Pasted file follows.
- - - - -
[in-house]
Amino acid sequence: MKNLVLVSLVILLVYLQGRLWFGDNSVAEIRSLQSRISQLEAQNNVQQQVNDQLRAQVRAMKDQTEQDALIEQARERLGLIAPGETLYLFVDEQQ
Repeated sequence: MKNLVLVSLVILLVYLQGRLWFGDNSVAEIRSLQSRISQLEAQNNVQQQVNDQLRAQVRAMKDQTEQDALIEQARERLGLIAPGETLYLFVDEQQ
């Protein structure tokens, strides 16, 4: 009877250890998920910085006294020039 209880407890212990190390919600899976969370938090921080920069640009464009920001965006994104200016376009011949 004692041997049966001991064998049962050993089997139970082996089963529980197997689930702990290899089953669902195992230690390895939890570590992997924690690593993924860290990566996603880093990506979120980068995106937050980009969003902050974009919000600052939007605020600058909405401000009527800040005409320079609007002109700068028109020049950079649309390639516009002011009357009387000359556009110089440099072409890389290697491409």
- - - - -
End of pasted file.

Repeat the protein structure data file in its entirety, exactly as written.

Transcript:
[in-house]
Amino acid sequence: MKNLVLVSLVILLVYLQGRLWFGDNSVAEIRSLQSRISQLEAQNNVQQQVNDQLRAQVRAMKDQTEQDALIEQARERLGLIAPGETLYLFVDEQQ
Repeated sequence: MKNLVLVSLVILLVYLQGRLWFGDNSVAEIRSLQSRISQLEAQNNVQQQVNDQLRAQVRAMKDQTEQDALIEQARERLGLIAPGETLYLFVDEQQ
């Protein structure tokens, strides 16, 4: 009877250890998920910085006294020039 209880407890212990190390919600899976969370938090921080920069640009464009920001965006994104200016376009011949 004692041997049966001991064998049962050993089997139970082996089963529980197997689930702990290899089953669902195992230690390895939890570590992997924690690593993924860290990566996603880093990506979120980068995106937050980009969003902050974009919000600052939007605020600058909405401000009527800040005409320079609007002109700068028109020049950079649309390639516009002011009357009387000359556009110089440099072409890389290697491409």